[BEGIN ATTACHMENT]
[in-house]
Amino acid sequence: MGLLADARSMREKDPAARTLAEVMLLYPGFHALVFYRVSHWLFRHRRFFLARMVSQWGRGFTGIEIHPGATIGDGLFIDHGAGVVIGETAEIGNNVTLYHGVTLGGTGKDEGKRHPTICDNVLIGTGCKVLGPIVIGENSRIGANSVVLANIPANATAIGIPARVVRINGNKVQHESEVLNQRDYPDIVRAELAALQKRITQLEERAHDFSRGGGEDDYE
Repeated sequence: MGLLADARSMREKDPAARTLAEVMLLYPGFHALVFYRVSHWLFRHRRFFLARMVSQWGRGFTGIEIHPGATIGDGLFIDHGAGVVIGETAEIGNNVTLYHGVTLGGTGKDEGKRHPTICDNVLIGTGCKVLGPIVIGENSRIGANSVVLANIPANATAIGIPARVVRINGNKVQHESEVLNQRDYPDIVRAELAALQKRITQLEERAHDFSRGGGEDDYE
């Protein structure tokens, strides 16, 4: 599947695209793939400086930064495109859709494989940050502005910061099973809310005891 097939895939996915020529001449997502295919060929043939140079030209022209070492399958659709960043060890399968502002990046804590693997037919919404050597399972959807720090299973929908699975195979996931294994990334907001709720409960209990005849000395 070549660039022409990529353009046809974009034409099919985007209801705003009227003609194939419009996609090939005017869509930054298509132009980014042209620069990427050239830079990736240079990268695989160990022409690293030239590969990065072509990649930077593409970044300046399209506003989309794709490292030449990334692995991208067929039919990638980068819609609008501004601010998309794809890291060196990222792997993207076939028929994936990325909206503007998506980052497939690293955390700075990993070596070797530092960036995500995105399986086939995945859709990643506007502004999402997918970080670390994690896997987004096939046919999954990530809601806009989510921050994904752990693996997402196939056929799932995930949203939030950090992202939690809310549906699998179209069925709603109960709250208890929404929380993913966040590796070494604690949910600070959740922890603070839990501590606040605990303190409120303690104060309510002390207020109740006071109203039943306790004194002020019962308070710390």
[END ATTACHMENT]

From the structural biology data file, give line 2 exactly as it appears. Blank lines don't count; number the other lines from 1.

Amino acid sequence: MGLLADARSMREKDPAARTLAEVMLLYPGFHALVFYRVSHWLFRHRRFFLARMVSQWGRGFTGIEIHPGATIGDGLFIDHGAGVVIGETAEIGNNVTLYHGVTLGGTGKDEGKRHPTICDNVLIGTGCKVLGPIVIGENSRIGANSVVLANIPANATAIGIPARVVRINGNKVQHESEVLNQRDYPDIVRAELAALQKRITQLEERAHDFSRGGGEDDYE